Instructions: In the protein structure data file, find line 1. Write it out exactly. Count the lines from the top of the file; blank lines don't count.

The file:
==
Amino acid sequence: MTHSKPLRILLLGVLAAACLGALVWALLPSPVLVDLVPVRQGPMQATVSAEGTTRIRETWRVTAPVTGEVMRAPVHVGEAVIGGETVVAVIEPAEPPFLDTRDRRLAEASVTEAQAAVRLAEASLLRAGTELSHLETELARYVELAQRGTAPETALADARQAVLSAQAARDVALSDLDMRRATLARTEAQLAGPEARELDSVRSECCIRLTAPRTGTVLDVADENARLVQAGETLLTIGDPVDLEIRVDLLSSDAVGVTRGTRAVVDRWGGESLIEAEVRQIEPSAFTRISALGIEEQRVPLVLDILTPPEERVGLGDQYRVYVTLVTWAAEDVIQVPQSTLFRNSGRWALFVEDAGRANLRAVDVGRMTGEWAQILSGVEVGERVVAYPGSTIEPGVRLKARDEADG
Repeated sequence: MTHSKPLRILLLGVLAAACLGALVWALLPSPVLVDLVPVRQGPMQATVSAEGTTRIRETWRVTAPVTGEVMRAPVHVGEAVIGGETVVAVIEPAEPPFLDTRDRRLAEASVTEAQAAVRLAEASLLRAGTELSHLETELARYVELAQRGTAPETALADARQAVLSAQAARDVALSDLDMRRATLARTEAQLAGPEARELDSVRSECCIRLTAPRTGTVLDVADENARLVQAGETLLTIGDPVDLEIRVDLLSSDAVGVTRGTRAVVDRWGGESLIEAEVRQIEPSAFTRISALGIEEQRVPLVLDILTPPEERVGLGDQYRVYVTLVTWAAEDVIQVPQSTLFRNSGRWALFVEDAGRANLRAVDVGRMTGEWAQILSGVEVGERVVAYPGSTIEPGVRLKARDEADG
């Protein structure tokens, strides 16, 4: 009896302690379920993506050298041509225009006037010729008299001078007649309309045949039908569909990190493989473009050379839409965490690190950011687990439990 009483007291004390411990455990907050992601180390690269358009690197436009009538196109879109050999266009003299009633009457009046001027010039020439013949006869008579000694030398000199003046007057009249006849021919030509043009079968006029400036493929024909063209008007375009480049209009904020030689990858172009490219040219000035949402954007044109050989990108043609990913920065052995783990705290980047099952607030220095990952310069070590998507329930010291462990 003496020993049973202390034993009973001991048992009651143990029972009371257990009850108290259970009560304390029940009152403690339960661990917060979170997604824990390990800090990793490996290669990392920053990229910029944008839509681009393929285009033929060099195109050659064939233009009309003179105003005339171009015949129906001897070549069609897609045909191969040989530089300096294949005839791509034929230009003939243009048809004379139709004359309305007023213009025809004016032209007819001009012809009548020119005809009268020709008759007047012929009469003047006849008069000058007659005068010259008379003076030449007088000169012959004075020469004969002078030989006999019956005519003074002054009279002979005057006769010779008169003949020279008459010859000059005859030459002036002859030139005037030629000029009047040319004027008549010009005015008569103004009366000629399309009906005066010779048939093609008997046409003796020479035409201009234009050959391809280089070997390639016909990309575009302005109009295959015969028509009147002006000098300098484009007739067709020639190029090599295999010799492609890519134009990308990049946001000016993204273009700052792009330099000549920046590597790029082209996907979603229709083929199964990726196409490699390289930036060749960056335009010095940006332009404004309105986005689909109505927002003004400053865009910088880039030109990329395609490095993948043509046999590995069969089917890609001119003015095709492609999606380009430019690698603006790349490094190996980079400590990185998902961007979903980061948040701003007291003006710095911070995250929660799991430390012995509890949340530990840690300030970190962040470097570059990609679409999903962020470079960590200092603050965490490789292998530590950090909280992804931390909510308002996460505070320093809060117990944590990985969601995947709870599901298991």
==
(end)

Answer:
Amino acid sequence: MTHSKPLRILLLGVLAAACLGALVWALLPSPVLVDLVPVRQGPMQATVSAEGTTRIRETWRVTAPVTGEVMRAPVHVGEAVIGGETVVAVIEPAEPPFLDTRDRRLAEASVTEAQAAVRLAEASLLRAGTELSHLETELARYVELAQRGTAPETALADARQAVLSAQAARDVALSDLDMRRATLARTEAQLAGPEARELDSVRSECCIRLTAPRTGTVLDVADENARLVQAGETLLTIGDPVDLEIRVDLLSSDAVGVTRGTRAVVDRWGGESLIEAEVRQIEPSAFTRISALGIEEQRVPLVLDILTPPEERVGLGDQYRVYVTLVTWAAEDVIQVPQSTLFRNSGRWALFVEDAGRANLRAVDVGRMTGEWAQILSGVEVGERVVAYPGSTIEPGVRLKARDEADG